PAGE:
Arctic Science Journeys
Last of the AT-1 Orcas
STORY: More than 300 killer whales, or orcas, frequent the blue-green waters of Prince William Sound. But only about 140 have been seen so often they're called residents. These resident killer whales live in tight-knit social groups called pods, with names like "AB pod" and "AJ pod"--given to them by scientists. These orcas feed on the region's abundant salmon.
But it's another group of killer whales that's getting a lot of attention these days. Scientists call this group the AT-1 group, and unlike their fish-eating neighbors, these orcas eat only other marine mammals.
The whales are attracting attention because with each passing year, the AT-1 group is getting smaller. In 1984, when scientists first started tracking it, 22 killer whales made up the group. They all seemed healthy, but over the next ten years their numbers plummeted. Today, only 11 of the whales remain, and Craig Matkin wants to know why.
"We're looking at it. We're trying to figure out just what all the possible problems might be. Things have very much changed with this group since 1984. We don't see any reproduction in the group and we see animals disappearing, so we're not sure what the problem is."
Matkin is a marine biologist with the nonprofit North Gulf Oceanic Society. He spends most summers following the sound's orcas, keeping meticulous notes about what they eat, where they go, and the distinct sounds they make to communicate. He's chronicled their habits and knows each one by the unique marks on their dorsal fins. But even after years of watching them, he has only theories about what's causing their demise.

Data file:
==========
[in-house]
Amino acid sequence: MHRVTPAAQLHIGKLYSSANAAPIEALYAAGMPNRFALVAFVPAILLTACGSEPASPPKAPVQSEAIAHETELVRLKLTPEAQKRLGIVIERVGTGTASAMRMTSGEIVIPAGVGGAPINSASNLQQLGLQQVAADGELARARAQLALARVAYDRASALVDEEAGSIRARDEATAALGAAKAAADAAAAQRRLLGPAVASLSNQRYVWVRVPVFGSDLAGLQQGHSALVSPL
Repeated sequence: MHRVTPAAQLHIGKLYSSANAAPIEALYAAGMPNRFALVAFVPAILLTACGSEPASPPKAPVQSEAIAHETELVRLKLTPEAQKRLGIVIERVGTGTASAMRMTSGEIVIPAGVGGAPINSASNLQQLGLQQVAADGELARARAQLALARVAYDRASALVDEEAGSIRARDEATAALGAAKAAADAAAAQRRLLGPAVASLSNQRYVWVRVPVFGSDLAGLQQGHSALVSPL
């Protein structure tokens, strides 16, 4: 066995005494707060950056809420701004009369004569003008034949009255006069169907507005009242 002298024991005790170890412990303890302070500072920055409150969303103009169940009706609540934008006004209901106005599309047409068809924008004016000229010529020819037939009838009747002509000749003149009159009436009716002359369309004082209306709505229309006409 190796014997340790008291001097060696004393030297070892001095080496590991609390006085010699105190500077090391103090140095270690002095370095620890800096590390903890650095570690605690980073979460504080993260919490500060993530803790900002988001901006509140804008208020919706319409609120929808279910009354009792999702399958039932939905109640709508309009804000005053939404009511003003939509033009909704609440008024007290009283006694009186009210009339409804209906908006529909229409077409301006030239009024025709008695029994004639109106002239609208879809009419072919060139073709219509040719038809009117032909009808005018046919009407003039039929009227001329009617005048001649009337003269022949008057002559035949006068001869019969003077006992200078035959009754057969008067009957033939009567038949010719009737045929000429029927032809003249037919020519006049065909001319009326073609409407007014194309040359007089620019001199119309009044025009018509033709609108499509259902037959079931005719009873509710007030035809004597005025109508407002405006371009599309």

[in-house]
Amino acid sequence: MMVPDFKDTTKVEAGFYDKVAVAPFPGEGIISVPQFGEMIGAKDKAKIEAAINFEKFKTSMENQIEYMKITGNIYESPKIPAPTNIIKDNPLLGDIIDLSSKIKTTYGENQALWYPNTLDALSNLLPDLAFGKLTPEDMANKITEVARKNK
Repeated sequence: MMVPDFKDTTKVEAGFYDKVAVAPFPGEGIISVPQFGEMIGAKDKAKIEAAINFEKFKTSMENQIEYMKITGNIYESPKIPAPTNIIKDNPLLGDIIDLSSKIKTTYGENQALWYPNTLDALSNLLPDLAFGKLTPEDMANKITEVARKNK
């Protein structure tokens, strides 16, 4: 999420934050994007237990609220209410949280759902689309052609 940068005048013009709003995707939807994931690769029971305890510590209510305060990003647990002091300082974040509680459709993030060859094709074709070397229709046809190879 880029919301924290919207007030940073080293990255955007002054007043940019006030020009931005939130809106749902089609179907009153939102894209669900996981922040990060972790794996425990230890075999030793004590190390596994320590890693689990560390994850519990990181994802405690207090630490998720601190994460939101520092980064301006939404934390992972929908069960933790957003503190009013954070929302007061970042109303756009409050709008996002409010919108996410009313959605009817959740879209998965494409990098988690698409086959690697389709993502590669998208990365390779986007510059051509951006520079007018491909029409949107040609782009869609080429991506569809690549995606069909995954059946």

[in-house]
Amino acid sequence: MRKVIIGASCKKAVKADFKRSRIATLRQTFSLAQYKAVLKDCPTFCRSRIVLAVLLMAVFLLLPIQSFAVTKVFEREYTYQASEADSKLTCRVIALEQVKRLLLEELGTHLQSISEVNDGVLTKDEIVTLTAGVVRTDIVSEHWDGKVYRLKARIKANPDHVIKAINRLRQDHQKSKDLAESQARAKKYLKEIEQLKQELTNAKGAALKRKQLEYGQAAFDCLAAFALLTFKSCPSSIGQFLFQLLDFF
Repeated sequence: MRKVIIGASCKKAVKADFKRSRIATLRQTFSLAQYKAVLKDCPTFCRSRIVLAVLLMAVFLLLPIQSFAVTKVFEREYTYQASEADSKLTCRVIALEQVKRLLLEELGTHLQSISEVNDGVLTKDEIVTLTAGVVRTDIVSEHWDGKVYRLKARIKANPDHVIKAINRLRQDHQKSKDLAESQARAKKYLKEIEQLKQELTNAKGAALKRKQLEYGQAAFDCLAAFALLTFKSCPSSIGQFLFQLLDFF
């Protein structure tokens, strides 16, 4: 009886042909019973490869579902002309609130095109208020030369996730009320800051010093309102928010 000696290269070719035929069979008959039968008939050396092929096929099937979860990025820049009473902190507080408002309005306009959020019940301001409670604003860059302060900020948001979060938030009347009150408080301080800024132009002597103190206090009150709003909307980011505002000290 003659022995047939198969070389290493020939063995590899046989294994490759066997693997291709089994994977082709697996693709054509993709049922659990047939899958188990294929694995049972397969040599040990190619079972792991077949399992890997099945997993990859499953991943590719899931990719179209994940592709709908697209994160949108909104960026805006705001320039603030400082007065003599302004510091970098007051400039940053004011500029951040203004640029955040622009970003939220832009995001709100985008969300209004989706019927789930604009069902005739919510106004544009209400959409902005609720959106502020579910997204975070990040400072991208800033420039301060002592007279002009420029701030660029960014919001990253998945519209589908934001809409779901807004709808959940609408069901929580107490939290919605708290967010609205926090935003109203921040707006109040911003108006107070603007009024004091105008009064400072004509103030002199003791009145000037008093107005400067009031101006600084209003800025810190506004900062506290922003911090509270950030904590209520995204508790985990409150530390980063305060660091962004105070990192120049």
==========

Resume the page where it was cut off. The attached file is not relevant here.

"I believe they were in decline before we even started this study. I think it's the type of thing where a decline has begun and it was accelerated by this decline in harbor seals and potentially by other effects of the oil spill."
This may be a problem, but it doesn't explain why the group's six remaining females have been unable to reproduce. Lance Barrett-Lennard is a wildlife ecologist at the University of British Columbia helping to unravel the mystery. He says his research has turned up evidence that the killer whales of AT-1 may be a genetically unique population.
"It looks as if there may be some distinct genetic characteristics that they have. We may be looking at what I have called the Last of the Mohicans kind of scenario. It may be a relict population that's quite distinct from other killer whales on the coast. Or in fact it could be a small pocket of a larger population that exists somewhere out there that we haven't found yet."
Lennard's finding, coupled with what scientists have been able to learn about orca behavior, may help explain the lack of newborn killer whales. Lennard says orcas in fish-eating pods don't breed with orcas that eat marine mammals. And while scientists had thought the AT-1s would breed with other mammal-eating orcas, it seems their genetic distinction has left them without a similar pod with which to breed.
"It may be simply be that there are no other groups left of this possibly relict population."
Complicating matters is the fact that AT-1 females are getting too old to reproduce. Like humans, killer whales go through menopause. Lennard says he's concerned about what that means for the pod's future.
"I think unless something happens soon, unless we start to have calves in the next few years, the AT-1s are likely doomed."
Matkin and Lennard say that losing the pod would be devastating to the sound's ecosystem and could hurt the overall genetic diversity of the species. For Arctic Science Journeys, this is Debra Damron.
Arctic Science Journeys is a radio service highlighting science, culture, and the environment of the circumpolar north. Produced by the Alaska Sea Grant College Program and the University of Alaska Fairbanks.
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